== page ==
The best in Aboriginal & Torres Strait Islander Music

Ash Dargin

Adopted at birth, Ash Dargin was brought up by a Caucasian family on the Queensland/ NSW border. They enrolled him in a private school, where he started taking trumpet lessons at age seven.

Ash was a natural and studied the trumpet through the London-based Trinity School of Music Examinations, reaching the level of Grade 8 in his final year of high school. But then something awful happened.

“My lip blew out and I could no longer play,” says Ash. “This was the end of my career, or so I thought at the time. I had been playing in jazz ensembles and even full orchestras.”

When Ash was 21 years old, the government lifted the ban on adoption information. “I applied straight away and found my real mother,” says Ash. “In my childhood I’d never been told about my Aboriginality. So I sold everything I owned and bought a one-way ticket to the Northern Territory.”

Ash moved out to the Acacia Reserve where his Aboriginal grandma lived. It was here that his real education and discovery of the didgeridoo took place.

“Even though I grew up with English people, I was always in close contact with natural wildlife,” says Ash. “My adopted parents were nature crazy ” my adopted mother would stop for any injured animal on the side of the road. I actually grew up with four eastern grey kangaroos! Later, I found out from my Aboriginal grandmother that it was my totem.”

The first time Ash picked up a didgeridoo, he could play it right away and even make animal sounds. His uncle showed him how to breathe properly.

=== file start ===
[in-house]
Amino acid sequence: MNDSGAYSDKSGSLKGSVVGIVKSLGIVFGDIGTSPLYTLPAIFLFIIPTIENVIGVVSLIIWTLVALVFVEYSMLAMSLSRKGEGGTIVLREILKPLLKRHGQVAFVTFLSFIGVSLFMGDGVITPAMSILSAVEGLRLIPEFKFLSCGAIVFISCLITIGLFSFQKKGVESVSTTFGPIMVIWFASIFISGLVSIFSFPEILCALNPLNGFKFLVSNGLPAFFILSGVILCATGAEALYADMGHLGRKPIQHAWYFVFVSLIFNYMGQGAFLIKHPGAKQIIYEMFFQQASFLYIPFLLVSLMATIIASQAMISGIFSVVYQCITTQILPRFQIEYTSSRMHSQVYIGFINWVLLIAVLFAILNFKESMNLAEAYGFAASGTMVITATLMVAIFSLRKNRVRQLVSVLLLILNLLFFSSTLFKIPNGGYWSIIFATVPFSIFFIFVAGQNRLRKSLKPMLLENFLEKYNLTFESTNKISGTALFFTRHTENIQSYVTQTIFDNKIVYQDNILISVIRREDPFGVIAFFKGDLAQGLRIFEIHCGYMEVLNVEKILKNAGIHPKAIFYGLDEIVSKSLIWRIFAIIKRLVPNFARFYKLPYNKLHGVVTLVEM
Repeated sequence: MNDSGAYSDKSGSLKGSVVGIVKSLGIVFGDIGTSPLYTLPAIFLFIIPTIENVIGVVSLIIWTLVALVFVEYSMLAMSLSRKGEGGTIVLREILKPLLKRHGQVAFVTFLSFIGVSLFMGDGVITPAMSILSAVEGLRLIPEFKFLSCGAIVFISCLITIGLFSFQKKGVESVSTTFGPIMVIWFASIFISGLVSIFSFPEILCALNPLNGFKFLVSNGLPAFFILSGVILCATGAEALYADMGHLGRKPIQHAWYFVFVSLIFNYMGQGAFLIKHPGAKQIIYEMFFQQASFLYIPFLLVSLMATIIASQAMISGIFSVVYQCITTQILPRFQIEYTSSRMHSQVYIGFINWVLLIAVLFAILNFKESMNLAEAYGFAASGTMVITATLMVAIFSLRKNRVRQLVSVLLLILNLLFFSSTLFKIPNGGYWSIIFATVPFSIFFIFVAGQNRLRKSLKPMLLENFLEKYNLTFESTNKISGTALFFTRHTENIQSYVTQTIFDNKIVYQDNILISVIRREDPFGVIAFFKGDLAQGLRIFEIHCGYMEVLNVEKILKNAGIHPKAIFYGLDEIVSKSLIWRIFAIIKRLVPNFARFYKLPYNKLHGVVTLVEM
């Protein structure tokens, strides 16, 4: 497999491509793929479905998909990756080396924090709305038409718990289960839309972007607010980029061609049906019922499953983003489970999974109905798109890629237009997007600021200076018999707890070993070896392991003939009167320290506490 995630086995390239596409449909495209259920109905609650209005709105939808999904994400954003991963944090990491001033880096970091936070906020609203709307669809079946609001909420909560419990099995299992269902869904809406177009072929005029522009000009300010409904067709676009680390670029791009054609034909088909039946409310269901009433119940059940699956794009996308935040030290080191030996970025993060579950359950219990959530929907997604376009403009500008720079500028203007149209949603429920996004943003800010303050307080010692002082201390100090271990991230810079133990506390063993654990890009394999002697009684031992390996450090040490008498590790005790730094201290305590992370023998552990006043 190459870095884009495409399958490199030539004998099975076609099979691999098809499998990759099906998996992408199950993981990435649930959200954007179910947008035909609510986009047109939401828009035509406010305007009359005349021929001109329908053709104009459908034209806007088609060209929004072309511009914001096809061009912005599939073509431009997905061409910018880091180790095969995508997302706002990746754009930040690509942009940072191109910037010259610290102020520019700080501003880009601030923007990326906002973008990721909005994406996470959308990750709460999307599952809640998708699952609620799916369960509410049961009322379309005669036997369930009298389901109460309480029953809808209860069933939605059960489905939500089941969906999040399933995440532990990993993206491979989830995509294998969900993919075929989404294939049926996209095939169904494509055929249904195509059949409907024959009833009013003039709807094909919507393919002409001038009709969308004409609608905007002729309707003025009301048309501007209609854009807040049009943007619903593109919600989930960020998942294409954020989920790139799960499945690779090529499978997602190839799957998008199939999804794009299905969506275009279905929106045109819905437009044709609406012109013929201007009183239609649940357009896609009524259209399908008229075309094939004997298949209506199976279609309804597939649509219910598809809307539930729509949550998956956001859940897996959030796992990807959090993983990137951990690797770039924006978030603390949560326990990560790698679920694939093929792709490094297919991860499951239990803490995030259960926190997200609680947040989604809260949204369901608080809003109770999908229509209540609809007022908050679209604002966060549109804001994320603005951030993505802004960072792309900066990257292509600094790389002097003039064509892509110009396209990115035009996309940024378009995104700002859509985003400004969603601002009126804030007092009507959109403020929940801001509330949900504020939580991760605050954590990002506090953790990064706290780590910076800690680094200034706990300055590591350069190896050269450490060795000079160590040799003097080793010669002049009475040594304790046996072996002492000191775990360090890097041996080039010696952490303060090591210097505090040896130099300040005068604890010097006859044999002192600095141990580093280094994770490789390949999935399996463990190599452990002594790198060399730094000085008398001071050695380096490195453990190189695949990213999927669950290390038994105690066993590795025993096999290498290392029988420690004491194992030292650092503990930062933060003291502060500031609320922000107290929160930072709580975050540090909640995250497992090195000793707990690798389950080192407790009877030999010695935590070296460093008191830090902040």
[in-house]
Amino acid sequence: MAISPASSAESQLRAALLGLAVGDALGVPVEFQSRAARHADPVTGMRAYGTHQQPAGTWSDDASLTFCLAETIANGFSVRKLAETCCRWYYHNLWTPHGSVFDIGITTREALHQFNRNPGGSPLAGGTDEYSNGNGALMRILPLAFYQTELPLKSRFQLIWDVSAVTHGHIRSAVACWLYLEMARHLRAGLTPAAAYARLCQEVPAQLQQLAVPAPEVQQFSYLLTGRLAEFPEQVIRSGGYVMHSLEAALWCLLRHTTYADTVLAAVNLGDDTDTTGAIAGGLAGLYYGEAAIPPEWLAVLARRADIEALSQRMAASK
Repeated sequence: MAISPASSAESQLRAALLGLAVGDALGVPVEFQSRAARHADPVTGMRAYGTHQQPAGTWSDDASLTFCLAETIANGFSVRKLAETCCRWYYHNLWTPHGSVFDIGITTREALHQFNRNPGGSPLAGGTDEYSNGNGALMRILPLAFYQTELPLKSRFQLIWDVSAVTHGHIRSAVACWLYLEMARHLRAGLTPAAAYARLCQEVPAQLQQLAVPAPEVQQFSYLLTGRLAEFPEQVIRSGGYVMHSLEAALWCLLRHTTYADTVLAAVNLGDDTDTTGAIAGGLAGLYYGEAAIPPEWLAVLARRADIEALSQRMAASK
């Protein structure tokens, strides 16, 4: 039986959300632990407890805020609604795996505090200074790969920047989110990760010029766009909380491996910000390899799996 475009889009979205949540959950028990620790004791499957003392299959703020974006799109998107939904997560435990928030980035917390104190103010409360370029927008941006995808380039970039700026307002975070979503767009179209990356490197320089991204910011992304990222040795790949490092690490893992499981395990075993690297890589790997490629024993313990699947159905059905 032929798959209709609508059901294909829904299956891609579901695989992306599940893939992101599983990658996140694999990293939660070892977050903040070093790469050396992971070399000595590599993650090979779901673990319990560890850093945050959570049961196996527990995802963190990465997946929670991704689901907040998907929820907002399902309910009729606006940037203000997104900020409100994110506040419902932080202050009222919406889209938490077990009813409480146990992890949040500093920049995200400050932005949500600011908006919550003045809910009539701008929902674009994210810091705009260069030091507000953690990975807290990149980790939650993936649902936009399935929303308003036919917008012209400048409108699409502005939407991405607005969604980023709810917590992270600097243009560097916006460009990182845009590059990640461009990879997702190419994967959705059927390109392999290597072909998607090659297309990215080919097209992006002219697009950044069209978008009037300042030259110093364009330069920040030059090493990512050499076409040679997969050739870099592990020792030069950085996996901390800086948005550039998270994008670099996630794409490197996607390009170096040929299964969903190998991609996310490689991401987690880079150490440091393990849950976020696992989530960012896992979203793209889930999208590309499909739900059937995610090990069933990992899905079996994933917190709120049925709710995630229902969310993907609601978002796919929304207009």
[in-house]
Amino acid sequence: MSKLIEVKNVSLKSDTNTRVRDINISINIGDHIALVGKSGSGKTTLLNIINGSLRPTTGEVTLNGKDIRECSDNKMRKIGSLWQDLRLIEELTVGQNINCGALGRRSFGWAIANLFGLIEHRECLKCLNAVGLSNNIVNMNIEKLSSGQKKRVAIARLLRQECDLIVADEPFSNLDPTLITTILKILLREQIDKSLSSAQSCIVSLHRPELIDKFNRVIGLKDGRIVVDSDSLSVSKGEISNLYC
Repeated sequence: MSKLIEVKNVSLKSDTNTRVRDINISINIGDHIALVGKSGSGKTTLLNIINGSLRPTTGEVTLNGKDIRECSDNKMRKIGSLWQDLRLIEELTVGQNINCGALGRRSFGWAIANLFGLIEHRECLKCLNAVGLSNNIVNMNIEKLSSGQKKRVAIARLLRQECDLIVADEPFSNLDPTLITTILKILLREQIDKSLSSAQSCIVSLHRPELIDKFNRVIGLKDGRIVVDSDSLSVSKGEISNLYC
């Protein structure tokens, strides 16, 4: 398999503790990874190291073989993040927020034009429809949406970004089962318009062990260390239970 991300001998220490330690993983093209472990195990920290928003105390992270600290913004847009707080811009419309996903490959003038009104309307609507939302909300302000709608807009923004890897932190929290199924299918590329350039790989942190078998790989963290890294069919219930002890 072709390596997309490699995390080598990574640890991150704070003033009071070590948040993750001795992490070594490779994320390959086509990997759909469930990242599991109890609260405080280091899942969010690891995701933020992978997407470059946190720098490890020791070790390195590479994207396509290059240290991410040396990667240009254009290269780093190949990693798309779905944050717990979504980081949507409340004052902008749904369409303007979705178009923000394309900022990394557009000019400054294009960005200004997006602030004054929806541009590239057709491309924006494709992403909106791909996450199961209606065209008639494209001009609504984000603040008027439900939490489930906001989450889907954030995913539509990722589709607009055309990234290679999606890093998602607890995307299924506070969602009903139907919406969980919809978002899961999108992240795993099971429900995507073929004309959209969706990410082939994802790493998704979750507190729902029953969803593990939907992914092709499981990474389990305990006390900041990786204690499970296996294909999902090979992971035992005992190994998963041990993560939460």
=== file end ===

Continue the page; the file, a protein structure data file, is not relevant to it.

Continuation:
“They recognised my spirit when I played and encouraged me to continue,” he says. “I sat with the elders of Kakadu and they said I should go and sit at the front of K-Mart and busk for money. But my playing has taken me much further than that.”

Ash travelled to the US for a time and lived with Native Americans. He met legendary producer Jim Wilson, with whom he recorded a track on Wilson’s compilation Tulku Season Of Souls. That album ended up in the US Top 10.

Back in Australia, Ash won a didj competition and was approached by Indigenous Australia, a company that had recently recorded the David Hudson series. They asked him to become a session musician with them.

After recording with them, Ash travelled overseas again, journeying through Asia, South America and the Pacific Islands.

Sales of the Indigenous Australia series on which he had played soared, and Ash was asked to do his own series of six titles for the organisation. He was even given full creative control.

Just as he was adding the finishing touches to the mixes, Ash was offered contracts with Sony Australia to do a compilation with David Hudson and the Tjapukai Theatre. How’s that for a dream run?

Ash believes that the sounds he’s been making on these projects are his best yet.

“Indigenous Rhythms features favourite tracks from my own series that haven’t been released yet,” he says. “I’ve also composed lots of dance music and chill-out grooves, exploring African and Polynesian rhythms and traditional Indian music.”

Most recently, Ash has been working with a young rapper from Cairns called D Kaz Man. Together they have produced a song, “Snakebite”, released on Sony Records.

Says Ash: “I use the didgeridoo as a colour, not as the main voice. This is what separates my music from other didgeridoo mixes. I also play a very percussive style that is more like another drum voice. Some very powerful sounds have evolved in this way for me.”

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